A good starting place is people talking and listening to each other. The Cluetrain Manifesto is great in theory but how do business people really get vulnerable enough to be open and listen? How do you bring people together and tell the truth? Comedy. I decided to apply some of my performance techniques to a business meeting and that’s how OSM was born.

I ran the panel like a talk show, although I ended up on the floor for much of it since I couldn’t walk out of the range of my table of panelists without giving off crazy mic feedback. The irreverence only helped and though it was the last session of SXSW the audience jumped in immediately with tons of great ideas for our volunteer first client Ruckus Wireless. It was so great to see business without the bs, and to see just how much incredible brain power there is in a random room. Ok. it wasn’t completely random. But at any company there are lots of smart, competent people who would probably be able to help their management solve lots of problems if they were listened to and given genuine input. And creativity is impossible without fun. (Though most companies will say “can you please just Fed Ex in part of your left brain, leave the messy rest of you at home. Now, be creative and passionate!”)

I learned a lot from the audience and will keep adapting the technique. Many thanks to the audience and my panel, Jerry Michalski, Mark Glaser, Cathy Brooks , Giovanni Rodriguez and David Callisch. Listen to the podcast, post your ideas below.

Here’s how to be a caring, open company:my interview with flickr’s George Oates.

From the trends I’m seeing in major media and on the Net, It’s time for caring. Very exciting! Come out of the closet humans, come out! Your caring will not harm but support your livelihood.
Other SXSW goodies

Here is video from the “early beta” of my new show The Law Project, which I did at The Vortex Rep, along with a night of Cookie.

Is $135,000 enough to get you to try the law firm crack?

Friday, March 31st, 2006

Heather and the Dean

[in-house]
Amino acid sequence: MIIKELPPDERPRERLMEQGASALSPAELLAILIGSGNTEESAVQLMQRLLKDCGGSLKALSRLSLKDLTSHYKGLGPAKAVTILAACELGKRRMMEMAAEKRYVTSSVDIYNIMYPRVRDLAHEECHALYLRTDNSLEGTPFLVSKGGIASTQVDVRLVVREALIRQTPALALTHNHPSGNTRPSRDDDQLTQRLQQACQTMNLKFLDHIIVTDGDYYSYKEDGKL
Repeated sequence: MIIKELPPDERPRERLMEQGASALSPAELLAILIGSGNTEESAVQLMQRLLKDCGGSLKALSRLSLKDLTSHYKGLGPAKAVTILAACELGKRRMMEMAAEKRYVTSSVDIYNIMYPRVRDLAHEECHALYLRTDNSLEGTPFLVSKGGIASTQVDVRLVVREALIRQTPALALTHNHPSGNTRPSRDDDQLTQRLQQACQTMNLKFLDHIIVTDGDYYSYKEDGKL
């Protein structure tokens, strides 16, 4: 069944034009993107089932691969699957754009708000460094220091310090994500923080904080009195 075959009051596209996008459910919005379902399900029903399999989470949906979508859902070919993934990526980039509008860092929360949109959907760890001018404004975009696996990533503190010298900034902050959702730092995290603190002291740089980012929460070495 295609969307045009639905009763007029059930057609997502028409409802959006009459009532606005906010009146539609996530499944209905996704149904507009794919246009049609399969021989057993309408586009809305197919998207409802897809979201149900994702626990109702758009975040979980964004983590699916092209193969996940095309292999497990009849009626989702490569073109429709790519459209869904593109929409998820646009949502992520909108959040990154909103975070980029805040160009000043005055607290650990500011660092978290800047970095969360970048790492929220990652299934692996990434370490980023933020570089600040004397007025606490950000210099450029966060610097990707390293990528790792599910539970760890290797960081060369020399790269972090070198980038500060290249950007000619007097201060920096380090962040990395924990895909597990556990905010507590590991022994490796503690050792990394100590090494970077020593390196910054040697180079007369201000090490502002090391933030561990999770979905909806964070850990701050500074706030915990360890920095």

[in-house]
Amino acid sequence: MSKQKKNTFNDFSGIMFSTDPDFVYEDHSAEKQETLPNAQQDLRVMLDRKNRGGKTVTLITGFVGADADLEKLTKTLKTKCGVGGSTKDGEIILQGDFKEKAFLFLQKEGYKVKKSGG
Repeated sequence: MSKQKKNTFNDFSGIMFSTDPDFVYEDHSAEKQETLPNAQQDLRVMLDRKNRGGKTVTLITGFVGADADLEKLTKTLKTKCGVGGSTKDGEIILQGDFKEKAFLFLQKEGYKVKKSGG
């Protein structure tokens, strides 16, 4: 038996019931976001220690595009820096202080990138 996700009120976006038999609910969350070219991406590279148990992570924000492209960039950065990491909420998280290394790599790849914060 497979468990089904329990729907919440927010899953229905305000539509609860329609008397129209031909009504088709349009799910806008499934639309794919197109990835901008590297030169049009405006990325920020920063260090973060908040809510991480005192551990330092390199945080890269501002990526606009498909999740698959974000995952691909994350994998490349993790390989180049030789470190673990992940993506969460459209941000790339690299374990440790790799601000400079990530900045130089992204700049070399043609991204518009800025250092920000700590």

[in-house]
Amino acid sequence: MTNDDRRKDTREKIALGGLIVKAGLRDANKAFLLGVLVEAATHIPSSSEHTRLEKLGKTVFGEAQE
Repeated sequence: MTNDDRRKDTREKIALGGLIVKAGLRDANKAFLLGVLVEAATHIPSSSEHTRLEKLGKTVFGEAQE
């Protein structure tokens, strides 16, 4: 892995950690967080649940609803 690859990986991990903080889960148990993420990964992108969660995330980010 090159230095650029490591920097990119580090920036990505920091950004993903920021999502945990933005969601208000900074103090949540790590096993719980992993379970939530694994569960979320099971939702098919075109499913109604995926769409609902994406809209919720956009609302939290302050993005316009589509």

Law School graduation: The Dean was glad to see me go. So was I.

First year associate jobs are apparently paying up to that much according to today’s New York Times. So now you can make almost as much in your first year as you’ve shelled out for law school. That is if you work at a very top big firm in a major city, and if you can live on air then you can take a good chunk out of your loans. The discussion on the NYT message board is instructive. In it you can see fear about whether or not you deserve that money, frustration, and concerns about being valued. I think that the increased pay is really a loss of consortium payment for all the sex and happiness those folks will miss out on. Law school is the most effective (but expensive) contraception known to mankind.

Much of the whole system is painful and I’d love to see the incredible brain power and passion of all the people who work in law focussed on asking “what would work better than what we have” rather than politely bitch-slapping each other for not working as hard as we do in a system that isn’t really meeting anyones needs well.

People at law firms are often very very focussed on how much they and their peers are making. They often have major law school debt. They work extremely hard. Could they ever earn enough to make it worthwhile?

Here’s a little piece of my own WayBack Machine. A journal entry…

May 16th, 2002. That’s today’s date. I want to remember it as the day I bought my freedom. Today was the day I paid off my student loans. For some reason, i don’t want to tell mum and dad.

The loan payments have made saving impossible. I have not bought a home. I have no real investments. I missed the stock market boom and all the investment growth during the Net years. I had nothing to work with. The fact of law school debt never bothered me. It was the fact that I was *still* paying for an experience I didn’t really want in the first place. All these years the payments have been a reminder of just how deep the cost is when you mortgage your soul. When you do what you think you ”should” what’s expected. I did law school cause I thought it would help me get taken care of, and instead I found it cost me. It cost me my freedom. I cost me my self.

Today I cut my last tie with law school. Today I am a free woman.

…so why is the legal world so uncomfortable? Why does this profession rank #1 in depression, and high in alcoholism and unhappiness? I believe there is something very wrong at the heart of the entire system. But there is no room in law school to ask why, only how. When you’re a law student, you’re too busy learning the system and playing the system for grades to do anything else. My next solo comedy is about law school. It’s called The Law Project and in it I teach the class I always wanted to take. I often do workshops with audience as I love the “open source” writing process, so sign up for my mailng list it you’d like to get the heads up on the show and workshop invites.